The first two lines of stanza 10 introduce two important technical characters: chenac (which also appears in stanza 18), meaning true, real, and chienad, meaning view (Skt. drsti). The course toward awakening is not related with a mind in search of new truths. Such a search only multiplies (dual) views, leading to a road without end. That is why the admonition "abstain from views" is given as one of the main principles of the meditative via negativa. [ac 眞 ad 見]
Stanzas 11‑14 return to the themes of oneness and duality. The first line of stanza 12 focuses oneness of mind, or one‑mind (i‑hsinae, Skt. eka‑citta). We find that eka‑citta is mentioned back at the time of Asanga, who speaks about it in the context of the fifth perfection (dhyana‑paramita) of the paramita‑yana.17 [ae 一心]
One Mind is also mentioned in the Surangama as a doctrine which enables one to overcome dualities, understand senses as a part of bodhi, and attain imperturbability (acala).18 In Chinese Buddhism the one‑mind concept is exposed by Hui‑ssuaf (sixth century) in "The Method of Concentration and Insight", which belongs to the T'ien‑t'aiag school: "...All dharmas are but one mind. Therefore there is no differentiation in itself, for differentiation is the one mind. As the mind involves all functions, the one mind is differentiation. They are always the same and always different".19 [af 慧思 ag 天台]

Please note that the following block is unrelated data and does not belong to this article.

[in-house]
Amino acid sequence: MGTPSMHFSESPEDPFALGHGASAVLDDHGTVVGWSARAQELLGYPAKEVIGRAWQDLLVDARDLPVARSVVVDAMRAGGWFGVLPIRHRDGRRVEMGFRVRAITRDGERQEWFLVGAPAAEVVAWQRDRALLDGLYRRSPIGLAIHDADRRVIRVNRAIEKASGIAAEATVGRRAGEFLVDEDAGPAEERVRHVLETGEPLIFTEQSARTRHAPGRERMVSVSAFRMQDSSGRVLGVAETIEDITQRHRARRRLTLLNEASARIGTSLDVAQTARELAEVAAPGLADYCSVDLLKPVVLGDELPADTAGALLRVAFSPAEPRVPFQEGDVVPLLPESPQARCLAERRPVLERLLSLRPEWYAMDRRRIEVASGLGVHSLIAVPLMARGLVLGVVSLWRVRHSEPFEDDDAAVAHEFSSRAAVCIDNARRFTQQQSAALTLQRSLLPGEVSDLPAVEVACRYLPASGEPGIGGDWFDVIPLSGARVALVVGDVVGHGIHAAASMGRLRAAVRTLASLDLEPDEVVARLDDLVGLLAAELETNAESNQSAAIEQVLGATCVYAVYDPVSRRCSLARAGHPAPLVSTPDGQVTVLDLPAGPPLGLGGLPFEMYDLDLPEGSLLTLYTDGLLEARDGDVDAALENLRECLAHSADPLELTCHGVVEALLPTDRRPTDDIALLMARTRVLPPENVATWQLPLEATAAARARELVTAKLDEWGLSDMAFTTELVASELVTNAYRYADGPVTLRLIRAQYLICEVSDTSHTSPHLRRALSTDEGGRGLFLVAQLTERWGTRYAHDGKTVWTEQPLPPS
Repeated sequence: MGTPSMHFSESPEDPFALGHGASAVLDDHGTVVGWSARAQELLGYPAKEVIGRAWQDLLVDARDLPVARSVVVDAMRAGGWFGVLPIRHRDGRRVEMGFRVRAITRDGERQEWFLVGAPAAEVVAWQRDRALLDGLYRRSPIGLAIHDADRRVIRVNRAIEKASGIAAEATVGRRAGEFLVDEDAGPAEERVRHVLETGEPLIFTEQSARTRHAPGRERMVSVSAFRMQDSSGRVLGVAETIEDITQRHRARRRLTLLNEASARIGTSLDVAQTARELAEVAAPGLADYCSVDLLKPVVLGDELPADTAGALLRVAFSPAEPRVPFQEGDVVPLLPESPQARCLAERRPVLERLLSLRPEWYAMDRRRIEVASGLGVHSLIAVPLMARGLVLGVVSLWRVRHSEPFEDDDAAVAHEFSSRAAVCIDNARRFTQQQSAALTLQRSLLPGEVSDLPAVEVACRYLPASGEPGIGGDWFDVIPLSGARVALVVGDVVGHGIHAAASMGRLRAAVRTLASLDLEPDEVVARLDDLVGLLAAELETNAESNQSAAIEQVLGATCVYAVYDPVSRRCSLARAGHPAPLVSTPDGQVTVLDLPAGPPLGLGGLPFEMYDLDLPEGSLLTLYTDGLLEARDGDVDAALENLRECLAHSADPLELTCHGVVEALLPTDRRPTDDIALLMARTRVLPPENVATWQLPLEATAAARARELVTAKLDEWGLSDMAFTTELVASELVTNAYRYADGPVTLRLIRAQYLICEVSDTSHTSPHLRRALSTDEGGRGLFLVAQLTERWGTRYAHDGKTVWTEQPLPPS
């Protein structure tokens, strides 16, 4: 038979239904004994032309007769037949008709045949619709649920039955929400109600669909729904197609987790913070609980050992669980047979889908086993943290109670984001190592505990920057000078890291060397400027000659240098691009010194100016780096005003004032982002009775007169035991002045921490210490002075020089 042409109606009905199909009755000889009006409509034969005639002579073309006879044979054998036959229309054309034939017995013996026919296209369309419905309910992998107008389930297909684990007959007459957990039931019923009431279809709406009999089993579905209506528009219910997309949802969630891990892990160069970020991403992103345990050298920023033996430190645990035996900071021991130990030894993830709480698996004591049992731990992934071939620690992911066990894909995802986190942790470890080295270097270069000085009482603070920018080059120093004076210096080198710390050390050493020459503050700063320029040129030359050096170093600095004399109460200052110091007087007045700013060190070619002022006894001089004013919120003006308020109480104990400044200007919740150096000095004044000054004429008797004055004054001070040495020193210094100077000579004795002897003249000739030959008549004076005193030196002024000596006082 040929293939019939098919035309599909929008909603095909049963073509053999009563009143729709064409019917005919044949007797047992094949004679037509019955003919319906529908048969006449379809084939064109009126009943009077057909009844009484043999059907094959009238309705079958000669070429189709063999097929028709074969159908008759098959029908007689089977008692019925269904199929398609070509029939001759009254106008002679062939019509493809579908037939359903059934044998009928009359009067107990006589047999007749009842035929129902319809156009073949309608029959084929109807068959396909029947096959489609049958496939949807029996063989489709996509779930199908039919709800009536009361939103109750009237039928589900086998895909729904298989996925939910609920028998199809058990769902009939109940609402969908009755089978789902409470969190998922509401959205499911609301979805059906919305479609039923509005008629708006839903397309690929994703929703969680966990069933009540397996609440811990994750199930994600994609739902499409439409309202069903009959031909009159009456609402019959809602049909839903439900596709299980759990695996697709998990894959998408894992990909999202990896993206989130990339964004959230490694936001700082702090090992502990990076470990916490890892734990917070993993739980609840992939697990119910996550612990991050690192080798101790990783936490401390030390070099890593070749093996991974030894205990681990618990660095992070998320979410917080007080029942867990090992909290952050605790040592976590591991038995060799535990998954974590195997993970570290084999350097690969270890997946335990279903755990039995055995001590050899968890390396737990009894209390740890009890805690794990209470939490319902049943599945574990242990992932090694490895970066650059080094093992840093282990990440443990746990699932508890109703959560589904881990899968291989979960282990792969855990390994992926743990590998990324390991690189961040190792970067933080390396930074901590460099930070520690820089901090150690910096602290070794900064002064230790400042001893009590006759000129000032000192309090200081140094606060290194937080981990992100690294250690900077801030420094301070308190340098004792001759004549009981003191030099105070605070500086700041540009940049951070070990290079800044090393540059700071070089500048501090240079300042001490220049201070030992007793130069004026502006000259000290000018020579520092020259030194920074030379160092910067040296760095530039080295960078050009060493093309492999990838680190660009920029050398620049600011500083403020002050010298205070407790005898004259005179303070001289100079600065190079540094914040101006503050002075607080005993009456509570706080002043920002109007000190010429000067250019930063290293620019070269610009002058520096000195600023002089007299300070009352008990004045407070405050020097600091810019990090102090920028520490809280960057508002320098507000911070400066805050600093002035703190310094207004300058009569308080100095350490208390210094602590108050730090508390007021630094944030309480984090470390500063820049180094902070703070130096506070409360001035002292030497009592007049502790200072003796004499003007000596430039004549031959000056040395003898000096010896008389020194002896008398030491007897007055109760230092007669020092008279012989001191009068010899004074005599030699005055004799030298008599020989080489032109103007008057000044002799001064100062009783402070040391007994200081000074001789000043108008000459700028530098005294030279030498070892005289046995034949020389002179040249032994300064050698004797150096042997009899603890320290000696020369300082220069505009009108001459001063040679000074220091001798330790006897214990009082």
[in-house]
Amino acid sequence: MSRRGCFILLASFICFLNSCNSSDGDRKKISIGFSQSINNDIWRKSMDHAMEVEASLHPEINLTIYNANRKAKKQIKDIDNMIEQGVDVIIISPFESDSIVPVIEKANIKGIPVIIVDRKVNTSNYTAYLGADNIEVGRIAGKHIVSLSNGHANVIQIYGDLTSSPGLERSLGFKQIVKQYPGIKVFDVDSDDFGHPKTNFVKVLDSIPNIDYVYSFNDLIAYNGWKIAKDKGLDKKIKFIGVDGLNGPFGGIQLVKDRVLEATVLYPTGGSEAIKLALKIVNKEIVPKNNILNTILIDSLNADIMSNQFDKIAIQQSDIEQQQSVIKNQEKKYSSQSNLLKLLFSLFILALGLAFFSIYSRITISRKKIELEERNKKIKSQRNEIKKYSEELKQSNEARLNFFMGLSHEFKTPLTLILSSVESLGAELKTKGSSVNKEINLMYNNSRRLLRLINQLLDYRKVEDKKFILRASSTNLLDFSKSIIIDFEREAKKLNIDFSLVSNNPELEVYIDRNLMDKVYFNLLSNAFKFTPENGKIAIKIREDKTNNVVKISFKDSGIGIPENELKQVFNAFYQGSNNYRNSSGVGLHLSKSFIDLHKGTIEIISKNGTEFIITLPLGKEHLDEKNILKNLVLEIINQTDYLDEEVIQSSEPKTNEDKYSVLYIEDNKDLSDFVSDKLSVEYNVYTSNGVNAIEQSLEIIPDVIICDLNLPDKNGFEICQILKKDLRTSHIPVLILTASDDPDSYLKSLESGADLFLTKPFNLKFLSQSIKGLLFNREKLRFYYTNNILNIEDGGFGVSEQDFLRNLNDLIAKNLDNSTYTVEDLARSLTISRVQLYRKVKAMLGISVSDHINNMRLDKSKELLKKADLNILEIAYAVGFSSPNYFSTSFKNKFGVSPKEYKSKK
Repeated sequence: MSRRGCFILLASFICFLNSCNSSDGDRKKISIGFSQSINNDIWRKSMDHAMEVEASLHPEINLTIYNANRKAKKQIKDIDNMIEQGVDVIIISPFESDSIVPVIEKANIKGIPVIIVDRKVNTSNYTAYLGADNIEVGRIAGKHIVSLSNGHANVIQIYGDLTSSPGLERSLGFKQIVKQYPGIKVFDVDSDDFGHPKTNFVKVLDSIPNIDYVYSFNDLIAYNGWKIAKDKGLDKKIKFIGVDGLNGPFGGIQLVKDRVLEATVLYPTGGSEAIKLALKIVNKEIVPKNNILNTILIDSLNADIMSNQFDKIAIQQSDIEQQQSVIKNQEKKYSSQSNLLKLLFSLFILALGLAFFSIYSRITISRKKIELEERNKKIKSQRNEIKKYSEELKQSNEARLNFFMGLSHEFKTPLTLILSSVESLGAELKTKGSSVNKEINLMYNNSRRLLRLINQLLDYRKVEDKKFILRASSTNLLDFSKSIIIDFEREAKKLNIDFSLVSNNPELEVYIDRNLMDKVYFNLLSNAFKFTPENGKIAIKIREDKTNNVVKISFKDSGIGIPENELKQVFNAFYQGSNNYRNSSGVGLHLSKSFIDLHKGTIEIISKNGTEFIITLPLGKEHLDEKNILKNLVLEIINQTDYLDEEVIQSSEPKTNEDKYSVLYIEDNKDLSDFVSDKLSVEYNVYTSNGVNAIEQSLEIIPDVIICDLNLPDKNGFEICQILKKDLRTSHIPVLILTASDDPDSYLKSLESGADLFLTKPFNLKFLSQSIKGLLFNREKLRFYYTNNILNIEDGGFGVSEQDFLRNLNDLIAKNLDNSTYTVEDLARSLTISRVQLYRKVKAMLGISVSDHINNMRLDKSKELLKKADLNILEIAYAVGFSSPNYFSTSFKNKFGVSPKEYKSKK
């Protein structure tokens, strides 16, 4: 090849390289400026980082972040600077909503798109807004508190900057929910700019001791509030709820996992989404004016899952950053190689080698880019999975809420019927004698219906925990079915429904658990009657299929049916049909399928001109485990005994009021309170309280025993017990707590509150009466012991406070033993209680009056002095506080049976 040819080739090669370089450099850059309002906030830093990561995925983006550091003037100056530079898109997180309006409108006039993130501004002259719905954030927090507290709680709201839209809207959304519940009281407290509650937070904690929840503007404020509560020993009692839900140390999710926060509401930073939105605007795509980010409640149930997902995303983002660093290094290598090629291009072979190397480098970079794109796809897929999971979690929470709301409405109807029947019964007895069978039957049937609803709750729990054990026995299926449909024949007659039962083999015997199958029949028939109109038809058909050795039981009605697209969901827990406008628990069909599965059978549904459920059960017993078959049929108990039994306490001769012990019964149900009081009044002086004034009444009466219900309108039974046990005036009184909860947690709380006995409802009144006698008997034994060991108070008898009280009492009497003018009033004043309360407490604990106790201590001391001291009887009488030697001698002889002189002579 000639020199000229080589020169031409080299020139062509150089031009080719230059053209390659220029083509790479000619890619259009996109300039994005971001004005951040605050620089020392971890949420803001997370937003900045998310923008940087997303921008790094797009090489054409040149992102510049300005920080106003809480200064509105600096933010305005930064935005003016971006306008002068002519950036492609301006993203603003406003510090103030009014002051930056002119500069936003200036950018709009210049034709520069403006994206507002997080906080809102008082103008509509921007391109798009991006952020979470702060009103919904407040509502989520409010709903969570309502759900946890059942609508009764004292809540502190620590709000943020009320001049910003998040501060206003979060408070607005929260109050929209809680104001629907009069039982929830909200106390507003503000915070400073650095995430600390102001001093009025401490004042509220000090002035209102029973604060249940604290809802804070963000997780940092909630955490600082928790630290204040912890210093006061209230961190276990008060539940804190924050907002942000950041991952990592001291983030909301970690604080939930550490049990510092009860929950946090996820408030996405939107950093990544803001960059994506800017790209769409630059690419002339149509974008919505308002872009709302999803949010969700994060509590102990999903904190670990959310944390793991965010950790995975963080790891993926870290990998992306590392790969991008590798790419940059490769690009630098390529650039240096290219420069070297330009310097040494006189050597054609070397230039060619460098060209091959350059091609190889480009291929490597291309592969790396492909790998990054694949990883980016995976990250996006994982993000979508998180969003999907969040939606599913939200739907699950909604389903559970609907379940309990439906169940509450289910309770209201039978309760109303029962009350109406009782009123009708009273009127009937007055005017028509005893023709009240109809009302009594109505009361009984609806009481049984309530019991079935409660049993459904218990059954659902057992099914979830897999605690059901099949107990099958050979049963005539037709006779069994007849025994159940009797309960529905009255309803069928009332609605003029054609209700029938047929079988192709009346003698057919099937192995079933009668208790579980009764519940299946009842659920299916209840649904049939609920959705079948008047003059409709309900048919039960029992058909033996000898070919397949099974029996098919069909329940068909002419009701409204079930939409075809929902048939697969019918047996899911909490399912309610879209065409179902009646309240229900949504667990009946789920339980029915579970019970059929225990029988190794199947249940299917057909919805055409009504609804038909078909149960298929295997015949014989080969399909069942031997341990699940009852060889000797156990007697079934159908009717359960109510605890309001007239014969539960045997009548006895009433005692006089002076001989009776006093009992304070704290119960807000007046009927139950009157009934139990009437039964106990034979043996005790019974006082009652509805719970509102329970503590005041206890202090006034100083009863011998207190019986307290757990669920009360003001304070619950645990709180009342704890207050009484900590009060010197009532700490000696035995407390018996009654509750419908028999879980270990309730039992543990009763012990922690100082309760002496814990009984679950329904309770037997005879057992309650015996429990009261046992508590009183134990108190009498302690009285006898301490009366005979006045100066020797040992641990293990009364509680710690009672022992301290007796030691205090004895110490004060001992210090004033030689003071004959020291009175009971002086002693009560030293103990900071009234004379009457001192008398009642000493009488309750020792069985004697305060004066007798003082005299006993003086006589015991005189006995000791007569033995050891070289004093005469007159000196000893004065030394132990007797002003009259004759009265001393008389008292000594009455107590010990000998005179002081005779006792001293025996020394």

The one mind doctrine was especially elaborated in the Awakening of Faith in the Mahayana.20 Here, one mind appears as suchness (tathata), in its pure form, and as samsara when it falls under conditions. Fa‑tsangah has written a commentary on the Awakening of Faith. For him, one mind is the unchanging, undifferentiated, non‑dual basis of all experience: deluded and awakened. [ah 法藏]
In Hsin‑hsin Ming one mind is considered in a meditative context (rather than as a metaphysical concept). It is a state of mind free of duality.
In the second line21 in stanza 17 we encounter the character t'iai (essence, substance) which is usually paired with yungaj (function, application). It is an important concept in Buddhism, and other schools of Chinese philosophy. The character yung appears also in our text (in Stanzas 18 and 21), but the context suggests a colloquial rendering: "to use". Peculiar for our text is that (in stanza 12) it focuses blame (chinak) as a factor that binds mind to things and arising (chengal). This relatedness of the subject and object is underlined in verse 13. [ai 體 aj 用 ak 咎 al 正]